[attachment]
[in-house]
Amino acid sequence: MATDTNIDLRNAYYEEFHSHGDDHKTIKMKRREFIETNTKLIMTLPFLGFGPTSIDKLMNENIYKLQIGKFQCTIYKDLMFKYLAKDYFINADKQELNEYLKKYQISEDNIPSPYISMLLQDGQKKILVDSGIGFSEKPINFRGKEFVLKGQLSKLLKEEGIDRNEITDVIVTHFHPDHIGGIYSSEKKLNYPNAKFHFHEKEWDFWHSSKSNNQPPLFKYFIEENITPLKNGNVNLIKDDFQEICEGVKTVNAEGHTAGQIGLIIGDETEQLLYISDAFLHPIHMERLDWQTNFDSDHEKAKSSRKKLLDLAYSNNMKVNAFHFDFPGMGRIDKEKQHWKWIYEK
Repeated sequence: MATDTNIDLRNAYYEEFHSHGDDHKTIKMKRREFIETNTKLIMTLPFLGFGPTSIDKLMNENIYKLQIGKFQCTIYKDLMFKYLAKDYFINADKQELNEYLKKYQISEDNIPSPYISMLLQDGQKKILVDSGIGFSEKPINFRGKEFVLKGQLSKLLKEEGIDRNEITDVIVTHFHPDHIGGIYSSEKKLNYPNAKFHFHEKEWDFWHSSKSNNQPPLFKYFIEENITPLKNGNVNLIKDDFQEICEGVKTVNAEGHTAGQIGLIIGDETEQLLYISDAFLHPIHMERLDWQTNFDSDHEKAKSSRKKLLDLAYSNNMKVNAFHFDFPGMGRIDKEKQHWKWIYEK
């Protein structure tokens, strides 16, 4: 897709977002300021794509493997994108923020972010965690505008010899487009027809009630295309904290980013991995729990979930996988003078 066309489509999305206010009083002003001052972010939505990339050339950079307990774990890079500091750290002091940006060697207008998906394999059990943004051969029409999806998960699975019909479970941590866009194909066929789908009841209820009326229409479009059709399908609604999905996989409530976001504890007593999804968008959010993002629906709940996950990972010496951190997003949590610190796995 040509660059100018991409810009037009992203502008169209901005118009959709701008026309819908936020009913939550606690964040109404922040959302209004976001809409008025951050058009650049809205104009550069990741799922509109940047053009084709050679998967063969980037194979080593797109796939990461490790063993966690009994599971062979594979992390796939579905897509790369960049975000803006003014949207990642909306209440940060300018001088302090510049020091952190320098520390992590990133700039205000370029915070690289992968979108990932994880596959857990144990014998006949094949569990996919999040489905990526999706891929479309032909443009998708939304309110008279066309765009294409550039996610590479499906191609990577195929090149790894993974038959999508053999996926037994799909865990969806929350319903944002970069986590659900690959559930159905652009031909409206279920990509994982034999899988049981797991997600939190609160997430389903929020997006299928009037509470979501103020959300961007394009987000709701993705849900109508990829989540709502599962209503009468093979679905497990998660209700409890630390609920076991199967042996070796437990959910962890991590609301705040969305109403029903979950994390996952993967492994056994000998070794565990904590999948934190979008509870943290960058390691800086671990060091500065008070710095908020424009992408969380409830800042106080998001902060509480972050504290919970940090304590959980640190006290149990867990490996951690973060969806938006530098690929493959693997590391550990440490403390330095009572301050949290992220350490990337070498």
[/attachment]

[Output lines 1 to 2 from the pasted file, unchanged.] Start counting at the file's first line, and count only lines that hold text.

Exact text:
[in-house]
Amino acid sequence: MATDTNIDLRNAYYEEFHSHGDDHKTIKMKRREFIETNTKLIMTLPFLGFGPTSIDKLMNENIYKLQIGKFQCTIYKDLMFKYLAKDYFINADKQELNEYLKKYQISEDNIPSPYISMLLQDGQKKILVDSGIGFSEKPINFRGKEFVLKGQLSKLLKEEGIDRNEITDVIVTHFHPDHIGGIYSSEKKLNYPNAKFHFHEKEWDFWHSSKSNNQPPLFKYFIEENITPLKNGNVNLIKDDFQEICEGVKTVNAEGHTAGQIGLIIGDETEQLLYISDAFLHPIHMERLDWQTNFDSDHEKAKSSRKKLLDLAYSNNMKVNAFHFDFPGMGRIDKEKQHWKWIYEK